Understanding Anti Money Laundering and why it should be a top priority for financial institutions?

Updated On : May 2020

Money laundering schemes are increasing rapidly and are becoming more sophisticated making financial institutions vulnerable and placing them at great risk. To keep pace with the complex money laundering tactics of criminals, banks need to stay one step ahead by developing robust anti money laundering practices.

When money launderers try to siphon money illegally obtained, they run it through a legitimate cash business. It becomes the responsibility of the financial institutions to monitor deposits and other transactions of customers to make sure they are not part of any money laundering scheme.

Money laundering as a process conceals the source of funds and is typically completed in three steps:

  • Step 1: Placement

    is when the illegally-obtained funds are directly deposited in banks thereby introducing them into the financial system.

  • Step 2: Layering

    is when the funds are mixed, by converting them to other forms or moving them to other institutions to separate them from their original criminal source.

  • Step 3: Integration

    is the last stage where the funds are utilized for buying assets and making them a part of the legitimate economy.

To deter the criminals, effective Anti-Money Laundering (AML) programs are a fundamental requirement to ensure that financial organizations are protected and customers have confidence in their operations.

AML refers to a system of controls to detect, report and prevent money laundering activities. It is a set of laws, procedures and regulations which are followed with the intent to money launderers. AML consists of finding, freezing, and forfeiture of criminal assets.

There are AML compliance officers who are appointed to make sure that the AML policies are being followed by the banks and financial institutions.

How AML Works

Anti-money-laundering laws, regulations and procedures seeks to deter all criminal activities, including illegal goods trading, corruption of public funds, tax evasions, market manipulation, and also methods used to cover up these crimes and the money made from these crimes.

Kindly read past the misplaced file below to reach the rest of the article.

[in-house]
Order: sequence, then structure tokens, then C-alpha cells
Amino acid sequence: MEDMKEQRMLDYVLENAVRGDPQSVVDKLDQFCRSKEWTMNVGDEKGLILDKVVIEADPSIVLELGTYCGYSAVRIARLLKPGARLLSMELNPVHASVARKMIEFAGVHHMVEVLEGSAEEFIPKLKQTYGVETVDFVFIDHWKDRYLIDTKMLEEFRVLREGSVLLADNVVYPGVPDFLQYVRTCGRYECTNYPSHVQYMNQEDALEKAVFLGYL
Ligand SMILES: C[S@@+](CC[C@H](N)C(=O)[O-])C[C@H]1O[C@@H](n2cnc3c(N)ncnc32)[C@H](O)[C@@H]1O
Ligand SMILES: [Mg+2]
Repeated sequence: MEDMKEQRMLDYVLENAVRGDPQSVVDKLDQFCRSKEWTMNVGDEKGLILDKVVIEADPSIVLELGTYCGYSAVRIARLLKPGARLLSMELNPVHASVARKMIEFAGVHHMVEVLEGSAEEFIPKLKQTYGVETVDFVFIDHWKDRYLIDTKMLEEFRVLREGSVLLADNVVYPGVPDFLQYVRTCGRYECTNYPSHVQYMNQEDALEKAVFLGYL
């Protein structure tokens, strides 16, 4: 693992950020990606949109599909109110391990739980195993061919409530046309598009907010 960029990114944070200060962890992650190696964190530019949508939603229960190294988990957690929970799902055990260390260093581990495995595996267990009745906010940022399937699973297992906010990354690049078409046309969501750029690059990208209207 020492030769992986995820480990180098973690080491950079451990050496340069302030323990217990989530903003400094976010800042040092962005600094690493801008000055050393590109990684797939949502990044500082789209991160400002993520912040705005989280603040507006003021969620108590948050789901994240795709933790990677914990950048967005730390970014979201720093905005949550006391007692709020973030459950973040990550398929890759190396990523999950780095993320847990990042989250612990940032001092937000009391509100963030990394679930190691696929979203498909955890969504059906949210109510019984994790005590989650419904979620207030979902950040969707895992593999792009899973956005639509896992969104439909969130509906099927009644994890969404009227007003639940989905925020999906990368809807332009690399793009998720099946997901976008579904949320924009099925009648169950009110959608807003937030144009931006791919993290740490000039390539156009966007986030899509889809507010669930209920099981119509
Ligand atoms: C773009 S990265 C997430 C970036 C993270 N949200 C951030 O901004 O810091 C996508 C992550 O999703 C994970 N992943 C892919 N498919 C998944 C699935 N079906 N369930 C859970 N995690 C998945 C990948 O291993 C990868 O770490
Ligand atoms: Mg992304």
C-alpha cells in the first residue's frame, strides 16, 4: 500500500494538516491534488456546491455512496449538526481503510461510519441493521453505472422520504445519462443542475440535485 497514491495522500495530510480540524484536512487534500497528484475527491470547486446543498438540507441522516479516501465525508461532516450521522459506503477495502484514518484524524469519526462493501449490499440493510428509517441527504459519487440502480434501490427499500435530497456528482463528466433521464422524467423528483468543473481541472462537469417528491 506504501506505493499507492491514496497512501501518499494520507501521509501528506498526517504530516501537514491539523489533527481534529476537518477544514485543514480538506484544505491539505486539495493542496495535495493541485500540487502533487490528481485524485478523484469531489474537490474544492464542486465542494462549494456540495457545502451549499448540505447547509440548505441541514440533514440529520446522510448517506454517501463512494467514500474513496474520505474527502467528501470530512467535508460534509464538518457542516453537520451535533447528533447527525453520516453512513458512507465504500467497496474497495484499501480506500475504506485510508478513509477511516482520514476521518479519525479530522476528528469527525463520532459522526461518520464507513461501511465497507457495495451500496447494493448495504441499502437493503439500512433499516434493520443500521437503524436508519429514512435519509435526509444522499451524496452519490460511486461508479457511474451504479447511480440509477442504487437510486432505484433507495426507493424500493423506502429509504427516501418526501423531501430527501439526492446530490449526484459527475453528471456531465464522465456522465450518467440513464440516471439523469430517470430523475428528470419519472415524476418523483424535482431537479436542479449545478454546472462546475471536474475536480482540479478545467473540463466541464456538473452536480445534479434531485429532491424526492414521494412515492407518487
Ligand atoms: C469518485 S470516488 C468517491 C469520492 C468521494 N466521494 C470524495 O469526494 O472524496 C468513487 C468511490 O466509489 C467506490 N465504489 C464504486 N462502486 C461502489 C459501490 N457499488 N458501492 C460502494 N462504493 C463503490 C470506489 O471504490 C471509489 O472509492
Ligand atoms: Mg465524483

The role of AML

Theoretically, anti-money-laundering laws extend to only a limited number of transactions and criminal behaviours. But practically, they are a part of every aspect of a bank or financial institution's relationships with its customers. It is therefore the responsibility of the bank or institutions themselves to monitor, detect and prevent any illegal transactions, and report on anything suspicious.

Banks are required to verify every customer's identity, monitor transactions and report any activity that may raise suspicion, like sudden and large growth in funds or withdrawals. All financial institutions follow the Know Your Customer (KYC) rule which is a mandatory set of identification documents required to be submitted by the customer. It is not about just knowing the identity of the customer but also getting to know his or her typical transactions and behaviour.

Some of the possible and devastating consequences of a bank or financial institution's failure to prevent money laundering could be

  • Negative publicity
  • Damage to corporate reputation
  • Loss of goodwill
  • Legal and regulatory sanctions
  • Adverse effect on the bottom line

There are a lot of factors that have made it extremely crucial for a financial institution to have AML practices in place.

  • Regulatory action

    There are very strict enforcement actions for noncompliance to AML regulations. There are billions of dollars collected globally in AML related fines annually. In some cases, financial institutions have also been banned from operating due to noncompliance.

  • Evolution of threat

    Money launderers are using more sophisticated ways to skip detection. Hence it is necessary to counter them with stringent AML regulations.

  • Risk to reputation

    Any money laundering incident puts a financial institution's reputation at risk. There's a lot at stake with the average value of top banks running in tens of billions.

  • Poor Customer Experience

    Financial institutions lose potential customers due to slow onboarding processes or other inefficiencies on the part of the compliance staff who need several touch points with customers to gather and verify information.

Hence, AML is today a top priority for the banks and financial institutions as they have recognized the competitive advantages, they gain, namely

  • Enhanced efficiency
  • Better customer experience
  • Scalability
  • Ready to adapt to new regulations
  • Minimal risk to reputation
  • Capability to attract top talent

With all these benefits to gain, AML efforts are more crucial and necessary than now than they have ever been.

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